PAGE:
Disabled Access Day
Third national Disabled Access Day
Disabled Access Day is sponsored by Euan’s Guide, the listing and review site that helps disabled people and their friends and families know which venues are truly accessible.
This year, following the great success of previous events, Disabled Access Day actually extends over three days, from the 10th to 12th March.
The event grows from year to year
In March 2016, over 1,000 venues celebrated on the day, which is more than four times the number of participating venues in 2015. In addition to the national chains who took part, hundreds of exciting independent venues got involved and demonstrated innovative ways to integrate disabled access into their programme of events.
The day was so successful that several participating businesses turned their Disabled Access Day activities into permanent fixtures.
An estimated 11,000 people took part in 2016, visiting a variety of national and local businesses including cafés, museums and football stadiums.
Disabled Access Day is a celebration of good access, and with the festivities comes the opportunity for businesses to engage with disabled customers who make up the estimated £249 billion market known as the “Purple Pound”.
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The story behind Disabled Access Day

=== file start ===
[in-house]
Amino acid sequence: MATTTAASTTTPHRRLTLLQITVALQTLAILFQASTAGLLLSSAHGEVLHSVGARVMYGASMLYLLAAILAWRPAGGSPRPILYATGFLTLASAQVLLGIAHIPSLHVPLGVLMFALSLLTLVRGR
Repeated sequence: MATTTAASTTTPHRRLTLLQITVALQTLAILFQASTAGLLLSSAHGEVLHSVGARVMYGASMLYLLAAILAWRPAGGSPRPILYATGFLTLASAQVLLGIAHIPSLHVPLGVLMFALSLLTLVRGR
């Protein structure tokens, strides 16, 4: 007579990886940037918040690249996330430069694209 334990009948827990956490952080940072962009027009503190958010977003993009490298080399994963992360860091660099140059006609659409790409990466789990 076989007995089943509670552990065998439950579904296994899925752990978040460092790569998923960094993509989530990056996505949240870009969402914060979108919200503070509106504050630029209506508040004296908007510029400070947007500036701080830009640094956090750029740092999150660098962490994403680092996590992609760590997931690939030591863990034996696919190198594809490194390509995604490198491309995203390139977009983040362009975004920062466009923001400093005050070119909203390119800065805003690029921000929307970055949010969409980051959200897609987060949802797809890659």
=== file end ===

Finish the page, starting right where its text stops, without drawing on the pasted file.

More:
The inaugural event came about after Paul Ralph, a powerchair user and Euan’s Guide supporter, went to a ‘try it out day’ at his hometown bus company. It was the first time he had even thought about using a bus, because he wasn’t sure how the ramp worked, how to get a ticket, and whether his power chair would fit on-board.
The demonstration organised by the local bus company gave him the opportunity to explore a stationary bus, with staff at hand to explain the process of getting on and off safely. After becoming familiar with the layout of the bus, and what you need to know as a wheelchair-using passenger, he is now a frequent traveller on buses.
Paul Ralph decided that it would be great if there were similar opportunities for companies to demonstrate their accessibility, and people with disabilities to try something new, happening across the country on one specific day. Disabled Access Day was the result.
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Lots of different events around the country
There are more than 240 organisations taking part – hundreds of exciting local venues, together with national organisations such as Barclays and Gatwick Airport. You can find out what’s going on near you, by searching for events on the Disabled Access Day website (it will open in a new browser window).
Hub cities with lots of activities going on this year include London, Edinburgh, Leeds, and Newcastle. In Edinburgh, opportunities range from bus tours and Scotch Whisky Experience to the Camera Obscura and Edinburgh Castle. In London, more than 40 venues are taking part, including Westfield shopping centre, Playhouse Theatre, Churchill’s War Rooms and many more.
Individuals taking part can also look forward to free activities and events all across the country, both indoors and out – so fingers crossed for properly accessible weather, as well!
A recent survey by Euan’s Guide found that 98% of disabled people, their friends, families and carers would be likely to return to places that have good accessibility.
You can follow developments on Twitter #AccessDay and #YouAndSomewhereNew.
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